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Food Science

What’s that Stuff

What's wasabi, and is your fiery buzz legit?

In most restaurants, horseradish stands in for the real thing

by Celia Henry Arnaud
March 22, 2010 | A version of this story appeared in Volume 88, Issue 12

Credit: Daryl Kahn Cline
Wasabi rhizomes are best when finely grated just before use.
Credit: Daryl Kahn Cline
Wasabi rhizomes are best when finely grated just before use.

Because no sushi experience would be complete without that dollop of wasabi adding its zing, it may come as a surprise that most sushi lovers have never eaten real wasabi.

The pistachio-green paste on your plate might be called wasabi, but it’s most likely just a mix of European horseradish, mustard, and food coloring. Even in Japan, the home of wasabi, the real thing is in short supply.

“Real” wasabi comes from the rootlike stem, or rhizome (think of fresh ginger), of Wasabia japonica. As a member of the Cruciferae family, it is related to such plants as cabbage, cauliflower, broccoli, and mustard. Its distant cousin European horseradish (Armoracia rusticana) often pinch-hits for it in culinary uses.

Wasabi grows naturally in mountain streambeds, and the Japanese have cultivated it for more than a millennium. Wasabi grown in semiaquatic conditions is known as sawa, whereas wasabi grown in fields is called oka. The stream-grown wasabi produces larger rhizomes and is generally considered to be of higher quality.

Unlike horseradish-based stand-ins, the heat of real wasabi dissipates quickly because of the volatility of the flavor components. “If you take imitation wasabi powder and add water, you can leave that almost overnight and it will still be hot,” says Brian Oates, president and chief scientific officer of Pacific Coast Wasabi, in Vancouver, British Columbia. “With wasabi, when you grate it up, it’s only good for, at most, 15 minutes.” The components of both wasabi and horseradish can be stabilized by acids, such as vinegar or lemon juice.

The key chemicals that give wasabi its characteristic heat and flavor aren’t present until the wasabi is macerated. When the cell wall is disrupted, it releases the enzyme myrosinase, which hydrolyzes glucosinolates, a group of sulfur-containing glucose derivatives, to produce isothiocyanates that provide wasabi’s spicy zing. The most abundant of these is allyl isothiocyanate.

Credit: Shutterstock
Typical wasabi pastes are made from horseradish, mustard, and food coloring.
Credit: Shutterstock
Typical wasabi pastes are made from horseradish, mustard, and food coloring.

“Horseradish has a different profile of isothiocyanates, and it is possible to taste the difference,” says Geoffrey P. Savage, an associate professor in the food group at Lincoln University, in Canterbury, New Zealand. “The problem is that not many people have tasted the original taste of wasabi, so they don’t know what they are tasting.”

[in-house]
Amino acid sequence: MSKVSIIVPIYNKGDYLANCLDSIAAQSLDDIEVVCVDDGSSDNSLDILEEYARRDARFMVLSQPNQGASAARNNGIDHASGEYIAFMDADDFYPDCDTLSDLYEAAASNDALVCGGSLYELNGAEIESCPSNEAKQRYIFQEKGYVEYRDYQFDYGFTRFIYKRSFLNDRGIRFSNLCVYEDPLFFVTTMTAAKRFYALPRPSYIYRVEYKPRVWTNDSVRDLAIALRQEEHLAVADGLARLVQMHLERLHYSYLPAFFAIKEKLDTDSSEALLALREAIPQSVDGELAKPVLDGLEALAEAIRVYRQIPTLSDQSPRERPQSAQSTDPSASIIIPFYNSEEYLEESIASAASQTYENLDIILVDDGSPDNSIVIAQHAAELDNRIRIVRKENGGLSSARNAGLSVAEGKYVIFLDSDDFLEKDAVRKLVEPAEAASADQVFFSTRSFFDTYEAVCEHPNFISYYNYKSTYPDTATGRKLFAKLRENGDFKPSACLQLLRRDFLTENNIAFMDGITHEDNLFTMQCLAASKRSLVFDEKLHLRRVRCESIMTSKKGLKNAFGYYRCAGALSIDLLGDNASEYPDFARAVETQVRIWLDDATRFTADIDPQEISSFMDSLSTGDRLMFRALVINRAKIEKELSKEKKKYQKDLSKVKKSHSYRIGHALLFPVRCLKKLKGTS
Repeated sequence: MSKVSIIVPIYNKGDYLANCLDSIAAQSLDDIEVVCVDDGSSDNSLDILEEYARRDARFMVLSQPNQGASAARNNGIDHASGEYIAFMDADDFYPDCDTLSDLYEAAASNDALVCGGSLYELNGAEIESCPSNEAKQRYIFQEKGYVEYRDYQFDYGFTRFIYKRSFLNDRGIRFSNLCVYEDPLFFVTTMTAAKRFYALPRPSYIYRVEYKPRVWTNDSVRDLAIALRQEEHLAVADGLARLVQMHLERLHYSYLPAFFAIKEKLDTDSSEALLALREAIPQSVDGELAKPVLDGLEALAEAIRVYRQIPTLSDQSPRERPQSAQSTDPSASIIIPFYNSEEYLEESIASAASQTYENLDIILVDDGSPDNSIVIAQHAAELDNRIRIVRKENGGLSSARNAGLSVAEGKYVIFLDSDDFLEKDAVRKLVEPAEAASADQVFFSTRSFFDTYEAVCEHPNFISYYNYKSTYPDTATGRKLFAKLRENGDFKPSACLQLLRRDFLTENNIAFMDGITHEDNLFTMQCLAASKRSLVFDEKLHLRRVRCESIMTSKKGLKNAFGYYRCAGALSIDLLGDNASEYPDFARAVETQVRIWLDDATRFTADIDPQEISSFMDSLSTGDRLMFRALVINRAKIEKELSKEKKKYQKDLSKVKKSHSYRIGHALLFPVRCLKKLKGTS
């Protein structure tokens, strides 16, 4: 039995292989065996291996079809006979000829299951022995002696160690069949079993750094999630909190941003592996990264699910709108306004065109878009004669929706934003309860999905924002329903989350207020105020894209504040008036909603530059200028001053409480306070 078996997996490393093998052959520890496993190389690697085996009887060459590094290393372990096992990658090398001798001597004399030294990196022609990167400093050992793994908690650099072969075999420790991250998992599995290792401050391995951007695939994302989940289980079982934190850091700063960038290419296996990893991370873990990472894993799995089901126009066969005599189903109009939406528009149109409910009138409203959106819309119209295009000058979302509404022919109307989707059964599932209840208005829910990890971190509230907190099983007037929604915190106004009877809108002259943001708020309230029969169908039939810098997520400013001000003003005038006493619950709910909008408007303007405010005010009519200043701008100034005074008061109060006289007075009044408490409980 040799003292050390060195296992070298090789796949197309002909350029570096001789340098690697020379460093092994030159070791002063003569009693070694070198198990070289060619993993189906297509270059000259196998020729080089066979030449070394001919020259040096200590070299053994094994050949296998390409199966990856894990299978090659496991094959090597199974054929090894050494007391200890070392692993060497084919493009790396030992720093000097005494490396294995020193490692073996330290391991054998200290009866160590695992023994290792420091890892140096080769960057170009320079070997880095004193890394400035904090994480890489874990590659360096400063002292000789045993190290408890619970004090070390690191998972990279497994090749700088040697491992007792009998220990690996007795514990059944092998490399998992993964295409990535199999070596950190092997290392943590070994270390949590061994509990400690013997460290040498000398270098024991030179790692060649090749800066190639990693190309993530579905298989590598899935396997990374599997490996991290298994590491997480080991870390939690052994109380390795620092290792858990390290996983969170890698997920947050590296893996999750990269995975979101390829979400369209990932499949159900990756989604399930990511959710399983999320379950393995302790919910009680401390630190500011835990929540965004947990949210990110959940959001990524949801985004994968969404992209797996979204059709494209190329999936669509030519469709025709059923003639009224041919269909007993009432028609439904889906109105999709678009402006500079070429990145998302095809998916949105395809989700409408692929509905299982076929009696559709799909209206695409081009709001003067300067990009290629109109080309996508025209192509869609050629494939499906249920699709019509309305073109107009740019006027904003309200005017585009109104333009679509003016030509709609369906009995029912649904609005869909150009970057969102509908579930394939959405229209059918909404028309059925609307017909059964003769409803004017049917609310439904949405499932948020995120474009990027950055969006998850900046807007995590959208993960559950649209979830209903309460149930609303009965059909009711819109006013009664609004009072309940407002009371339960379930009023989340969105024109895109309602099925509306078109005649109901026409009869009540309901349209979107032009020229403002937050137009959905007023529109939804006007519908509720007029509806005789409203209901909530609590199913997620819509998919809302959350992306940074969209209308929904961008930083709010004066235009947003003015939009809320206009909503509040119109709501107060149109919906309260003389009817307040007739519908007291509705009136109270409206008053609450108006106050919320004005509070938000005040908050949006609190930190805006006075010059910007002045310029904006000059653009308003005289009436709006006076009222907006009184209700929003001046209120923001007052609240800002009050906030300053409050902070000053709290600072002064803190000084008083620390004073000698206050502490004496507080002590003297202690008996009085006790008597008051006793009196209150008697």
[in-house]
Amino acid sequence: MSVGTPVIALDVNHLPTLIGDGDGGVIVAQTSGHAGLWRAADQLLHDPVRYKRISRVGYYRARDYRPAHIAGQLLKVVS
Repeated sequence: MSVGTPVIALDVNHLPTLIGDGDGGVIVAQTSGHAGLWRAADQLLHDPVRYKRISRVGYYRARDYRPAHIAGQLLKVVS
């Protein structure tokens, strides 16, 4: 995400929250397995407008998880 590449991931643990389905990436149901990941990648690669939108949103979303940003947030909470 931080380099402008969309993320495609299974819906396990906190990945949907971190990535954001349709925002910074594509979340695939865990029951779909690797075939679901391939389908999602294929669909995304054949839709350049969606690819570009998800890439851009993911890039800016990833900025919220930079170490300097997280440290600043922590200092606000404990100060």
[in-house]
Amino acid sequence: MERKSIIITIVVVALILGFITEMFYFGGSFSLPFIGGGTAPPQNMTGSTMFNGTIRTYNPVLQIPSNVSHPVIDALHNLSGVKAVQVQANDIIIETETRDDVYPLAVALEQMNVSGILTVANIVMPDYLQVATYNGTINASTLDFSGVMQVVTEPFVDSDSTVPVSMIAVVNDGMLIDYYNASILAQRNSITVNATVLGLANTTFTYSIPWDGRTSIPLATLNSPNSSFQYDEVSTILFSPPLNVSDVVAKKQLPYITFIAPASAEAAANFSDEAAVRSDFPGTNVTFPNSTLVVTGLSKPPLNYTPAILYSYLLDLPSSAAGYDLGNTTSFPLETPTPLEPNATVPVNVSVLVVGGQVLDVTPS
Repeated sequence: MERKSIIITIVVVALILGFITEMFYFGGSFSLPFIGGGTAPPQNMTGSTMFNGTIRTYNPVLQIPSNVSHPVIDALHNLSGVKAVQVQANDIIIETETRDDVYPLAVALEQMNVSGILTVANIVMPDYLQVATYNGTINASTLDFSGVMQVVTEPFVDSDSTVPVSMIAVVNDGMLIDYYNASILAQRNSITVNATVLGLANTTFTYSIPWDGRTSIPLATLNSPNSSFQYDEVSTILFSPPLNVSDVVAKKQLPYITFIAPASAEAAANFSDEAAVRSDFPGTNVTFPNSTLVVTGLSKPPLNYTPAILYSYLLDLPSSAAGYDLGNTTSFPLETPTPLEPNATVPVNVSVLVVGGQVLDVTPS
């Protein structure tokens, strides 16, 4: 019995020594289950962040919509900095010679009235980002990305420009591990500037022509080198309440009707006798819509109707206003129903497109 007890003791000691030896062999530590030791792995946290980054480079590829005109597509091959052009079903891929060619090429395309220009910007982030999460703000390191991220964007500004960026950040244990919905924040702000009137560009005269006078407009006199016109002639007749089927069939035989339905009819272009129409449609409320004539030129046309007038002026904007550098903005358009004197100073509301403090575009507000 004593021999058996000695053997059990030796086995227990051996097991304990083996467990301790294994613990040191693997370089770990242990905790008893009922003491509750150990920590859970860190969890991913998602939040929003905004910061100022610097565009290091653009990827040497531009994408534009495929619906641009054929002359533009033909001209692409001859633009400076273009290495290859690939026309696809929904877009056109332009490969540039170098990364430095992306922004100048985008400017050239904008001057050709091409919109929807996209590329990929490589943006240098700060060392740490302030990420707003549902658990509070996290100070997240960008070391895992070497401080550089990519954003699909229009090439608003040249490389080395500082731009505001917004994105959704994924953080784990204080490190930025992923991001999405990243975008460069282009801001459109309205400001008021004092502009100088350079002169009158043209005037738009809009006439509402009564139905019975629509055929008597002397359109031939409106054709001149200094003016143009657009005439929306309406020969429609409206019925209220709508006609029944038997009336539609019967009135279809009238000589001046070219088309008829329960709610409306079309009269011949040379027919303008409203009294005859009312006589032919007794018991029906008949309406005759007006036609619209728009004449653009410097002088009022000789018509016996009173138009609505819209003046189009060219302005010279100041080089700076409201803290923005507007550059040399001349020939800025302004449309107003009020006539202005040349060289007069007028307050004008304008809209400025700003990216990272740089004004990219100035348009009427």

One of the by-products of the myrosinase reaction is glucose. “You get a little bit of sweetness,” Oates says. “Sometimes, I find it so hot that I don’t know how anybody can detect the sweetness.”

The flavor is affected by how finely the wasabi is grated. The traditional way to grate wasabi is with a sharkskin grater, called an oroshi, which resembles fine sandpaper. Because the flavor and heat dissipate so rapidly, it’s best to grate it as you need it. “If you’re sitting at a restaurant, you have your rhizome and your own grater,” Oates says.

It might sound like it would be impossible to make a commercial product with real wasabi, but that’s not the case, Oates says. “If you take the fresh stuff and simply freeze it and then freeze-dry it, you keep the enzyme and the substrate separate. They don’t get a chance to interact.”

Savage and his coworkers have done a quantitative comparison of seven isothiocyanates in wasabi and horseradish. The horseradish contained 1.9 g total isothiocyanate/kg, whereas wasabi contained nearly 10% more (2.1 g/kg). Allyl isothiocyanate was the major component in both. The second most abundant isothiocyanate was 2-phenylethyl isothiocyanate, but it was found only in the horseradish. It, therefore, probably plays a major role in the flavor differences between the two plants. Every other isothiocyanate was present at higher concentrations in wasabi than in horseradish.

In addition to its culinary uses, scientists have started investigating wasabi’s isothiocyanates, particularly 6-methylsulfinylhexyl isothiocyanate, for possible medicinal uses. It is thought to alleviate symptoms in a number of disorders, including allergies, asthma, cancer, inflammation, and neurodegenerative diseases, Oates says. 6-Methylsulfinylhexyl isothiocyanate is believed to act on a transcription factor known as Nrf2 that is involved in the antioxidant response.

One of the challenges with wasabi is that it is difficult to cultivate. Pacific Coast has begun cultivating sawa wasabi in greenhouses for the high-end culinary markets and oka wasabi for the nutraceutical market. Pacific Coast and other companies such as Coppersfolly, in Canterbury, New Zealand; Pacific Farms, in Florence, Ore.; and Real Wasabi, in Bluffton, S.C., are among the companies providing products made with real wasabi. Pacific Coast sells fresh and freeze-dried wasabi rhizomes; Coppersfolly sells a jarred wasabi paste; Pacific Farms sells fresh rhizomes and tubes of wasabi paste; and Real Wasabi sells rhizomes, wasabi powder, and other condiments flavored with wasabi. Maybe sushi lovers will finally be able to taste the real deal.

UPDATE: This article was modified on August 9, 2017 to refresh its information and data.


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